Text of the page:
Francis Collins, the director of the National Institutes of Health’s Human Genome Research Institute, commented in a “Brave New Pharmacy” (Time Magazine, June 2001) that a new era of drug discovery was upon us where “if you understand the genetic basis of a disease, then you can predict what protein it produces and set about developing a drug to block it.” One such success is the development of Trastuzumab, an antibody against the extracellular domain of HER-2 (Human Epidermal Growth Factor Receptor 2 also known as ErbB-2) which was found to be over-expressed in 15-30% of breast cancers. However, targeting other ErbBs that are found in cancer has not been successful.
ErbB1 (also know as Epidermal Growth Factor Receptor or EGFR) has also been found to be over-expressed in a variety of tumors. EGFR is a 170,000 dalton transmembrane glycoprotein with intrinsic tyrosine kinase activity and family members include EGFR, ErbB2 (HER-2), ErbB3 and ErbB4. The predominant ligand for EGFR is epidermal growth factor (EGF), a 53-amino acid polypeptide, as well as the EGF family members transforming growth factor a (TGF-a), amphiregulin, heparin-binding EGF, β-cellulin, neuregulin and epiregulin. These proteins share a high binding affinity for EGFR and, upon binding to the receptor, induce EGFR dimerization, internalization and auto-phosphorylation which triggers signaling events involved in proliferation, migration, survival, and angiogenesis. Since EGFR signaling induces numerous mitogenic effects, EGFR over-expression and/ or gain-of-function mutations (EGFRvIII) can promote oncogenic transformation.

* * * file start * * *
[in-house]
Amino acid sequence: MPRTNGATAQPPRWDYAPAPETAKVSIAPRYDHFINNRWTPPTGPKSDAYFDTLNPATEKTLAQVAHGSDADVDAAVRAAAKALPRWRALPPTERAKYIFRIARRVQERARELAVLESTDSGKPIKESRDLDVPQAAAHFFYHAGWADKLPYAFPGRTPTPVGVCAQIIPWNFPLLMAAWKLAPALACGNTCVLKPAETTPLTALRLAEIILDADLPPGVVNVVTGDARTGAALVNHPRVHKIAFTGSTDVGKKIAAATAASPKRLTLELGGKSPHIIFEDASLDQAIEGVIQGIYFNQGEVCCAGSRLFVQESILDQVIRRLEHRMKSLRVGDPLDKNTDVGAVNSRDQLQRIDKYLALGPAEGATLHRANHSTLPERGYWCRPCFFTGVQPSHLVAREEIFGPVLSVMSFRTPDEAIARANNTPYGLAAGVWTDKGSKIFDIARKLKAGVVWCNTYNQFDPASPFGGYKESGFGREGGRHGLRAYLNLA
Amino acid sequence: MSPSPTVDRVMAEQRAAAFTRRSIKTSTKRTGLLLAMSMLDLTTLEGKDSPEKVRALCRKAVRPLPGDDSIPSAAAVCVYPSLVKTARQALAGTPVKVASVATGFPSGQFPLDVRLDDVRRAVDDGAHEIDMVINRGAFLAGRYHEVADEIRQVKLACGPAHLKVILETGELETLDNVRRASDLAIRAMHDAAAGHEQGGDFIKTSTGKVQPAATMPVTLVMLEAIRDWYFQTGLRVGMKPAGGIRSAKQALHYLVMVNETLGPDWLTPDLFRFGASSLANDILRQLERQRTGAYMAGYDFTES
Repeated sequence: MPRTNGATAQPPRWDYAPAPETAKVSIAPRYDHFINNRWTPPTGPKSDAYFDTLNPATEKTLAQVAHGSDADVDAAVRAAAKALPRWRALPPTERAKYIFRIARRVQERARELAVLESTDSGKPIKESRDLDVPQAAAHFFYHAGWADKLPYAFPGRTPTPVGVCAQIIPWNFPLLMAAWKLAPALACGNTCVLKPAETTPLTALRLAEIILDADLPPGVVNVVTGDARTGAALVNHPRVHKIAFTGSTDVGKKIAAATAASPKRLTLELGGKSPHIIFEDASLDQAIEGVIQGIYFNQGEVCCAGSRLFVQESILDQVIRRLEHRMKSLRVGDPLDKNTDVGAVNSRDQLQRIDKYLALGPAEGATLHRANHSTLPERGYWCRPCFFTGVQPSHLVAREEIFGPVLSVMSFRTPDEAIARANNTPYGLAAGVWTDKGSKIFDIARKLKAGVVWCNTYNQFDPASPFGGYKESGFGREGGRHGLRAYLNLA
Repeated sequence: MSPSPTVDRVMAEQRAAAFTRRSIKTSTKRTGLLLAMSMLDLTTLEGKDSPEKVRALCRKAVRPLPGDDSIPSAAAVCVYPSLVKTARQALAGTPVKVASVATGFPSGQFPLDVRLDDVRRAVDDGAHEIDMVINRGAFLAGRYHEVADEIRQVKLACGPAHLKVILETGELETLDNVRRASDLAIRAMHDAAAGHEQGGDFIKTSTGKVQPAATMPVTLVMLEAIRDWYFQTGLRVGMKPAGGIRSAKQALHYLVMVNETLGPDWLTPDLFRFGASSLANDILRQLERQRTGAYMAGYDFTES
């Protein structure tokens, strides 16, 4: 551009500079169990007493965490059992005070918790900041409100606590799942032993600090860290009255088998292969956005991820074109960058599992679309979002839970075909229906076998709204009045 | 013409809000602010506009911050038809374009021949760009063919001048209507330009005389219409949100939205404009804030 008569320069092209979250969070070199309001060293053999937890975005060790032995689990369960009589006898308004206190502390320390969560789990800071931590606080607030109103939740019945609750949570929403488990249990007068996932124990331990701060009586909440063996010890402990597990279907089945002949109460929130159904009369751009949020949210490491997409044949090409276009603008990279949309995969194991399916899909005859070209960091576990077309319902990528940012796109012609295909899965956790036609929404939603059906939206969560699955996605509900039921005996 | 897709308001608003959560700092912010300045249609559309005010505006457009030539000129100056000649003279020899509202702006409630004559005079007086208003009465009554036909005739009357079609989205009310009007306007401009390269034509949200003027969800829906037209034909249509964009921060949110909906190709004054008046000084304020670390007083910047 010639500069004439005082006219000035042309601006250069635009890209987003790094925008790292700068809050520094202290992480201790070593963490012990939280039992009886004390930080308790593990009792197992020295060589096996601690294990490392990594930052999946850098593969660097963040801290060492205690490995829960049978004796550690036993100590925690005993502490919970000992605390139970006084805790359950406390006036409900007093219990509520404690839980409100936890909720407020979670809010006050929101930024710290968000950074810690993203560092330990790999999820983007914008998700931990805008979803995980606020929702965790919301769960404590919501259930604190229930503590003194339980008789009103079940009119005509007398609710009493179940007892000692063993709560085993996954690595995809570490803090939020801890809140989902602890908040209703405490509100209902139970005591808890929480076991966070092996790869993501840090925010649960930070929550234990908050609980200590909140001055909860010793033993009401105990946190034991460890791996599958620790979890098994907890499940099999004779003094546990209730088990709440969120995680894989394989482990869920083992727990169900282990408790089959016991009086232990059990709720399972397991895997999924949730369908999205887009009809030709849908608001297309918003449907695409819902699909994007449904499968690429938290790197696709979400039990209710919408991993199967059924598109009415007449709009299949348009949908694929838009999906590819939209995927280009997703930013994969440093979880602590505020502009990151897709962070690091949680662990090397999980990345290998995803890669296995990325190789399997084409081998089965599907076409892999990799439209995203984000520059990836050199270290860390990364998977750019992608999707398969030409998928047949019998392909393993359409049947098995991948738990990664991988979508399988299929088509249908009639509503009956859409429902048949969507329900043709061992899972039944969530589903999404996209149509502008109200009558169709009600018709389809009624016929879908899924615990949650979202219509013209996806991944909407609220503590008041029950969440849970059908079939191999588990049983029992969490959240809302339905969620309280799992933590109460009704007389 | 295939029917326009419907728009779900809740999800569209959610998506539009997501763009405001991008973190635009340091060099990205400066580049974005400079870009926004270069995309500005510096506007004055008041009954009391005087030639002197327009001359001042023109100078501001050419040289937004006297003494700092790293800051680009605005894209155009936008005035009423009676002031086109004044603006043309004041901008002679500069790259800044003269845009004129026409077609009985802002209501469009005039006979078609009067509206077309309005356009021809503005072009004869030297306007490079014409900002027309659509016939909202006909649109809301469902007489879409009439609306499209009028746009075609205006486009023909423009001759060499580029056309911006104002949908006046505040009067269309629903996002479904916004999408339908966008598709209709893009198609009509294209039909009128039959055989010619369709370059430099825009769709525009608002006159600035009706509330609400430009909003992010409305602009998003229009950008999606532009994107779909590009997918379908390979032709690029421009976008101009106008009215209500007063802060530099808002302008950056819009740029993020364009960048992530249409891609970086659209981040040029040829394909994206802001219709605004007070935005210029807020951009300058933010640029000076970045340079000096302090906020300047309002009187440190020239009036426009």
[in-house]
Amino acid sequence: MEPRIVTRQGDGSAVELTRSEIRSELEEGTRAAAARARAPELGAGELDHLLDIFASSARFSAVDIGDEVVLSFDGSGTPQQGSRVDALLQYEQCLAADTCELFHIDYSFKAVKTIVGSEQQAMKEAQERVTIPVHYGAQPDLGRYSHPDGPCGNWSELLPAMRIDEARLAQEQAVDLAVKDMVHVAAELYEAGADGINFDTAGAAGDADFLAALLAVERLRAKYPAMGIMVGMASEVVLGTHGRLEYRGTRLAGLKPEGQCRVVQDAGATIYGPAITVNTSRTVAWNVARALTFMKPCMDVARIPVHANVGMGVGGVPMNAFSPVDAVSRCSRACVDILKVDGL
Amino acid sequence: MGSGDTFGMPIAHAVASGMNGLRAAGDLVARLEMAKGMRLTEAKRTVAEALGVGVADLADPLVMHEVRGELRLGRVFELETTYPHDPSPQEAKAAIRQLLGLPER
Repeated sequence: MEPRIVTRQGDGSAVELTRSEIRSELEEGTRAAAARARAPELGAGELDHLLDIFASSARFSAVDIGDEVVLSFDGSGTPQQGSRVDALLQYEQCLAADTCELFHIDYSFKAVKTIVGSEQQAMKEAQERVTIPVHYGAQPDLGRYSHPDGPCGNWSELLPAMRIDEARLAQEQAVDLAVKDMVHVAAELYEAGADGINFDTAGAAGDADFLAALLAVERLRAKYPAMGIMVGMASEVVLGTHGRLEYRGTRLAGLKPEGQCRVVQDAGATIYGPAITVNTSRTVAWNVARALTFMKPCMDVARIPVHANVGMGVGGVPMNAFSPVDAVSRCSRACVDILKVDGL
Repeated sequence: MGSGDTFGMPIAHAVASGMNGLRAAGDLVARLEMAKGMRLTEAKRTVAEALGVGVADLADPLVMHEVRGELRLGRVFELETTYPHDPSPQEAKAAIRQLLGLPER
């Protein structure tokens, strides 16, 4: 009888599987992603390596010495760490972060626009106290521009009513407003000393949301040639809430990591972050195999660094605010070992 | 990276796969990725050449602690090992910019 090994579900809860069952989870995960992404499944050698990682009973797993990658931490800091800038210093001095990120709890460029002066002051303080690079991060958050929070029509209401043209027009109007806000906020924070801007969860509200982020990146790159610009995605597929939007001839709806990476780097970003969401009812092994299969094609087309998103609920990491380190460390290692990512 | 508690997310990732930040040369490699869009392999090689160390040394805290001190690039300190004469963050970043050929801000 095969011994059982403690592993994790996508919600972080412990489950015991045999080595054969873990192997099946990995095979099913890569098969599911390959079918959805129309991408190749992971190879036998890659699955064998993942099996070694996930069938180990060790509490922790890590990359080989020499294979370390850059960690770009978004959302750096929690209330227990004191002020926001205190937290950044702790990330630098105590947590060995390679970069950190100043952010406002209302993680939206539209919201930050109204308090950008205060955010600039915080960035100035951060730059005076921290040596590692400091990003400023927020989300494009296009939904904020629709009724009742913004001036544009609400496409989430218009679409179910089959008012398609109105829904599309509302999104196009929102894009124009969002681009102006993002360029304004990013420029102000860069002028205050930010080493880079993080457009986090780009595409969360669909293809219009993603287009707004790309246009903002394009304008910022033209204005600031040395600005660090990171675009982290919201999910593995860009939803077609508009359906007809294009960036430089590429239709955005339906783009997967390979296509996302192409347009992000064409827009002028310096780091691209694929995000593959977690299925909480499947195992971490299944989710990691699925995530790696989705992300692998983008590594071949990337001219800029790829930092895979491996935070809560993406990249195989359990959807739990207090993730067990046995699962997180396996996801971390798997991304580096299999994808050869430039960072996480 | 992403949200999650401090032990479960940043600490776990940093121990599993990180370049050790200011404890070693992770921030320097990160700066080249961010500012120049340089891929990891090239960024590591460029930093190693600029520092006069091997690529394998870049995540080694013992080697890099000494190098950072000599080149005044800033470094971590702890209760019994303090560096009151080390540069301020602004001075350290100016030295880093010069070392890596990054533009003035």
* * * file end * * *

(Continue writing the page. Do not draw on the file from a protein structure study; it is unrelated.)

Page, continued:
EGFR inhibitors have been developed to treat cancers that are caused by EGFR up-regulation such as breast, colorectal, head and neck, non-small cell lung carcinoma, pancreatic renal cell, squamous cell and thyroid cancer. EGFR inhibitors are either protein-tyrosine-kinase (PTK) inhibitors that bind to the tyrosine kinase domain or monoclonal antibodies that bind to the extracellular component of EGFR, preventing actual substrates from binding to the receptors and therefore preventing activation of EGFR. These drugs include Iressa (Gefitinib), Tarceva (Erlotinib), Erbitux (Cetuximab), Tykerb (Lapatinib), Vectibix (Panitumumab), and Caprelsa (Vandetanib).
However, there are numerous genetic mechanisms of resistance to anti-EGFR therapy including acquisition and/ or selection for secondary EGFR mutations, additional mutations in effectors resulting in constitutive activation of signaling pathways downstream of EGFR and co-occurrence of other amplified or mutated RTKs that bypass the EGFR pathway. EGFR mutations, which have been found in gliomas, non-small cell lung cancer, breast and ovarian cancer, have diminished response to EGFR therapy most likely due to conformational changes that affect intracellular domains involved in ATP binding sites. These mutations may also overwhelm the contribution of other signaling pathways for cell survival, thus allowing the cancer cells to increase their dependence on the EGFR signaling pathway for survival.